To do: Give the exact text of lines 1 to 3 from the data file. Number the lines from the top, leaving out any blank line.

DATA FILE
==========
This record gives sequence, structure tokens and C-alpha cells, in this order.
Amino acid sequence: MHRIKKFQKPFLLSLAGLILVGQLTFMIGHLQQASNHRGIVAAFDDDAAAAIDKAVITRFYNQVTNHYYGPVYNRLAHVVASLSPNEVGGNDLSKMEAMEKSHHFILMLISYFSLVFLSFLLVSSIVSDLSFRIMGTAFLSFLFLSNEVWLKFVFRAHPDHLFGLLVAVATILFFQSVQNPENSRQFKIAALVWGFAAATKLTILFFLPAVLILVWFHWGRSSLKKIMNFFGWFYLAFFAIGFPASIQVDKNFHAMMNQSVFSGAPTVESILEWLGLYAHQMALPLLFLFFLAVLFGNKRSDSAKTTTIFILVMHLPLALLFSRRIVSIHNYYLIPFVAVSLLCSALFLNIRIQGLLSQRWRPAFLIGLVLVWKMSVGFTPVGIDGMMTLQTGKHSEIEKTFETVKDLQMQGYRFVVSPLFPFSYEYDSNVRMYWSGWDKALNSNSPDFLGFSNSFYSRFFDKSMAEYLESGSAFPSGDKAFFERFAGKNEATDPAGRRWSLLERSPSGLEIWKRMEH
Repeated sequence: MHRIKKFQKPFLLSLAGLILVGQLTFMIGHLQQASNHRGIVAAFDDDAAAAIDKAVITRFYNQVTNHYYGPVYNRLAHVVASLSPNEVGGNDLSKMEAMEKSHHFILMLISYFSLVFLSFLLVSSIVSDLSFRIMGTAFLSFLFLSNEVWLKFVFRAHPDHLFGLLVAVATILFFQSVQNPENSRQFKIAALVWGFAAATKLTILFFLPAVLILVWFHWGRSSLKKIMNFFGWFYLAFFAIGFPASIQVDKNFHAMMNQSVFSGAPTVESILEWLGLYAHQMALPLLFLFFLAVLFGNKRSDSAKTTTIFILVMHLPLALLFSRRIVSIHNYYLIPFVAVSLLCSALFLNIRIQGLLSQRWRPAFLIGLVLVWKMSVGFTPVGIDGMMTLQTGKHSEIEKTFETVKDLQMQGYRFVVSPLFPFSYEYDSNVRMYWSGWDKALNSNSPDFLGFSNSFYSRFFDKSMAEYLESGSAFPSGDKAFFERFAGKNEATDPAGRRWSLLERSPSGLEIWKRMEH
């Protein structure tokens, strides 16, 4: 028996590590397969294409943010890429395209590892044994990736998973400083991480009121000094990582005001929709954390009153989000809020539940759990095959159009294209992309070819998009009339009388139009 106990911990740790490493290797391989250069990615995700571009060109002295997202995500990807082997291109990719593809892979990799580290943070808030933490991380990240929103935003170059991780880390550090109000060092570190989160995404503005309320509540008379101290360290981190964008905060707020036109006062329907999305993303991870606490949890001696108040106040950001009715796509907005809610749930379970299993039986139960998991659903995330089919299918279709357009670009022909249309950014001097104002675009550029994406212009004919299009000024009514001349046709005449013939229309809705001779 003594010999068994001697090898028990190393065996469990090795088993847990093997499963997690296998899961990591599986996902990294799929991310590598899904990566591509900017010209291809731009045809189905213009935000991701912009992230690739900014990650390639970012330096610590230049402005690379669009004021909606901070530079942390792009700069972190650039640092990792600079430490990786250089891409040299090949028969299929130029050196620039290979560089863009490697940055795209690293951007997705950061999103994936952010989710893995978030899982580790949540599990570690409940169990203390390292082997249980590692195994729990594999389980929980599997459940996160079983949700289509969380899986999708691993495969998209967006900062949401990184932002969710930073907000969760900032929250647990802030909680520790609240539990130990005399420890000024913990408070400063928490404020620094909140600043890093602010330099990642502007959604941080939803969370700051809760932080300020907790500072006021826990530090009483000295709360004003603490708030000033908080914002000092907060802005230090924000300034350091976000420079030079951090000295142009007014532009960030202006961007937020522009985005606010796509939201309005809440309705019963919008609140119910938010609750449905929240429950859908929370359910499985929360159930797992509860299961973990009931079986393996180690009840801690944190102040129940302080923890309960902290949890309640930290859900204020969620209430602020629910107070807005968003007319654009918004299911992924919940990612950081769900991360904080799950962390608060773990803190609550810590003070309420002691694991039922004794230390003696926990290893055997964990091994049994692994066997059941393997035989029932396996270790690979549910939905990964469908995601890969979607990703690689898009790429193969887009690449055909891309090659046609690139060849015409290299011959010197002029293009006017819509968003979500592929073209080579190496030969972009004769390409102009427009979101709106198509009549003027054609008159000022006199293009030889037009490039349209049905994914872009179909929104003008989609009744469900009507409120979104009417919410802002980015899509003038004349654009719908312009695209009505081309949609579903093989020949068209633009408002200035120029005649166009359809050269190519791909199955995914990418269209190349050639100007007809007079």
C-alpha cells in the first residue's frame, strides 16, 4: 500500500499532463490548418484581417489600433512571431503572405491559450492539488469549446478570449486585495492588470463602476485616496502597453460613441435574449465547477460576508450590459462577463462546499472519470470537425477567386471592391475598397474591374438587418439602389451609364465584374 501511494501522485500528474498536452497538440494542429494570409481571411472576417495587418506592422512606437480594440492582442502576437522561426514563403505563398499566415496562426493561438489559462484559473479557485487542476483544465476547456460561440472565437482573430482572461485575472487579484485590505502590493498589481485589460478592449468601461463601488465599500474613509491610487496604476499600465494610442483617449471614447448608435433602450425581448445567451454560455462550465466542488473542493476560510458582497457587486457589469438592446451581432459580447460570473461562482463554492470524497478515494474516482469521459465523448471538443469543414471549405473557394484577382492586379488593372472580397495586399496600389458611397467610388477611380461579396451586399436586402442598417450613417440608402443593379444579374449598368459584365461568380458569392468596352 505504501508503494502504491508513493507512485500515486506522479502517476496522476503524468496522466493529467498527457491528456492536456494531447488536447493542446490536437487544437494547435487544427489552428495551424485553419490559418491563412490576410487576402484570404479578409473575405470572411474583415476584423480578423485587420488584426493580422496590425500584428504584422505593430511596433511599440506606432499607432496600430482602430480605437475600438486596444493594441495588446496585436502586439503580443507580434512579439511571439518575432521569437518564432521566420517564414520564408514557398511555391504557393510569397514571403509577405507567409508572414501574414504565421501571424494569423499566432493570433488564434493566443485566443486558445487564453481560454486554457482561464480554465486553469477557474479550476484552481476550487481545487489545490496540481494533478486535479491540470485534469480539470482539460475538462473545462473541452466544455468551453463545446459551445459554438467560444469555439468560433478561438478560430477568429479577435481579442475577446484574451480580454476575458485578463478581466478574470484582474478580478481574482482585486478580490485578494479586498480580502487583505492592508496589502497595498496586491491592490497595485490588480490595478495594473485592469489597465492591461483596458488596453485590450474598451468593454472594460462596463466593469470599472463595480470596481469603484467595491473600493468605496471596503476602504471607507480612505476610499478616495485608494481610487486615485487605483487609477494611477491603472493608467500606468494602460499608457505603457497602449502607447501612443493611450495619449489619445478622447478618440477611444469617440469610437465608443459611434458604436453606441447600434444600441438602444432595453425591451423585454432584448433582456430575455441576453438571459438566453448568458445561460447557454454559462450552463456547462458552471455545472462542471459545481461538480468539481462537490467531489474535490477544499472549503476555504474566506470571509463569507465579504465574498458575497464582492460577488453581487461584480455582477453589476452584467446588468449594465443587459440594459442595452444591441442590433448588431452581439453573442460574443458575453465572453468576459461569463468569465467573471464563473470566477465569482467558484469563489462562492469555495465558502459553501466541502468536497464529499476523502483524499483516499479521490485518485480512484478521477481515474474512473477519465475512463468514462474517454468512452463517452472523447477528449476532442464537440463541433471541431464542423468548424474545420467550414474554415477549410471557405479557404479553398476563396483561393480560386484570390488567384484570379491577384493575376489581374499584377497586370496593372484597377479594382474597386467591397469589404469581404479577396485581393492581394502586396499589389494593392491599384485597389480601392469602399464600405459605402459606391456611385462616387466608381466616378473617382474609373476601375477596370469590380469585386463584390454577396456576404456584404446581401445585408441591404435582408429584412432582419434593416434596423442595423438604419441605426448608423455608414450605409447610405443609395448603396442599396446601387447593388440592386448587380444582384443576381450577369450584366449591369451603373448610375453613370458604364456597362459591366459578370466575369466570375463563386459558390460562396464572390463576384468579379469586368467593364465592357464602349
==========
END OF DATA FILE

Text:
This record gives sequence, structure tokens and C-alpha cells, in this order.
Amino acid sequence: MHRIKKFQKPFLLSLAGLILVGQLTFMIGHLQQASNHRGIVAAFDDDAAAAIDKAVITRFYNQVTNHYYGPVYNRLAHVVASLSPNEVGGNDLSKMEAMEKSHHFILMLISYFSLVFLSFLLVSSIVSDLSFRIMGTAFLSFLFLSNEVWLKFVFRAHPDHLFGLLVAVATILFFQSVQNPENSRQFKIAALVWGFAAATKLTILFFLPAVLILVWFHWGRSSLKKIMNFFGWFYLAFFAIGFPASIQVDKNFHAMMNQSVFSGAPTVESILEWLGLYAHQMALPLLFLFFLAVLFGNKRSDSAKTTTIFILVMHLPLALLFSRRIVSIHNYYLIPFVAVSLLCSALFLNIRIQGLLSQRWRPAFLIGLVLVWKMSVGFTPVGIDGMMTLQTGKHSEIEKTFETVKDLQMQGYRFVVSPLFPFSYEYDSNVRMYWSGWDKALNSNSPDFLGFSNSFYSRFFDKSMAEYLESGSAFPSGDKAFFERFAGKNEATDPAGRRWSLLERSPSGLEIWKRMEH
Repeated sequence: MHRIKKFQKPFLLSLAGLILVGQLTFMIGHLQQASNHRGIVAAFDDDAAAAIDKAVITRFYNQVTNHYYGPVYNRLAHVVASLSPNEVGGNDLSKMEAMEKSHHFILMLISYFSLVFLSFLLVSSIVSDLSFRIMGTAFLSFLFLSNEVWLKFVFRAHPDHLFGLLVAVATILFFQSVQNPENSRQFKIAALVWGFAAATKLTILFFLPAVLILVWFHWGRSSLKKIMNFFGWFYLAFFAIGFPASIQVDKNFHAMMNQSVFSGAPTVESILEWLGLYAHQMALPLLFLFFLAVLFGNKRSDSAKTTTIFILVMHLPLALLFSRRIVSIHNYYLIPFVAVSLLCSALFLNIRIQGLLSQRWRPAFLIGLVLVWKMSVGFTPVGIDGMMTLQTGKHSEIEKTFETVKDLQMQGYRFVVSPLFPFSYEYDSNVRMYWSGWDKALNSNSPDFLGFSNSFYSRFFDKSMAEYLESGSAFPSGDKAFFERFAGKNEATDPAGRRWSLLERSPSGLEIWKRMEH